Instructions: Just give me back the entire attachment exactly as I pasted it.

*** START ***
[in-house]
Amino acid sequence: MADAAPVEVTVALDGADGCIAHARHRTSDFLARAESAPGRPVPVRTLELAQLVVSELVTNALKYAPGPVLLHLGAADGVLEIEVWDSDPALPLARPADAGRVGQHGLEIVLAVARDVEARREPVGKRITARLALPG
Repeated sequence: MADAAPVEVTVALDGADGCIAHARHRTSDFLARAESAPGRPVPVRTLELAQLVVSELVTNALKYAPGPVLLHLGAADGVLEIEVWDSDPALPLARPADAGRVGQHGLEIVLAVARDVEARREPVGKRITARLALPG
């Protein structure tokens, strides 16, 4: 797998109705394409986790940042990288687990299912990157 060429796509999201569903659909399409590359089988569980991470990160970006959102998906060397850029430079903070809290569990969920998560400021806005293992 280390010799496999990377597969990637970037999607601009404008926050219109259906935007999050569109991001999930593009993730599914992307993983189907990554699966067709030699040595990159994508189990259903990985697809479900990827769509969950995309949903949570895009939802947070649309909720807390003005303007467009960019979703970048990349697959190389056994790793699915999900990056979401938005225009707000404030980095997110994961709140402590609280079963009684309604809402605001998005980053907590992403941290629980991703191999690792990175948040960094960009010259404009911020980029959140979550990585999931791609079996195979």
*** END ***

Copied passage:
[in-house]
Amino acid sequence: MADAAPVEVTVALDGADGCIAHARHRTSDFLARAESAPGRPVPVRTLELAQLVVSELVTNALKYAPGPVLLHLGAADGVLEIEVWDSDPALPLARPADAGRVGQHGLEIVLAVARDVEARREPVGKRITARLALPG
Repeated sequence: MADAAPVEVTVALDGADGCIAHARHRTSDFLARAESAPGRPVPVRTLELAQLVVSELVTNALKYAPGPVLLHLGAADGVLEIEVWDSDPALPLARPADAGRVGQHGLEIVLAVARDVEARREPVGKRITARLALPG
């Protein structure tokens, strides 16, 4: 797998109705394409986790940042990288687990299912990157 060429796509999201569903659909399409590359089988569980991470990160970006959102998906060397850029430079903070809290569990969920998560400021806005293992 280390010799496999990377597969990637970037999607601009404008926050219109259906935007999050569109991001999930593009993730599914992307993983189907990554699966067709030699040595990159994508189990259903990985697809479900990827769509969950995309949903949570895009939802947070649309909720807390003005303007467009960019979703970048990349697959190389056994790793699915999900990056979401938005225009707000404030980095997110994961709140402590609280079963009684309604809402605001998005980053907590992403941290629980991703191999690792990175948040960094960009010259404009911020980029959140979550990585999931791609079996195979």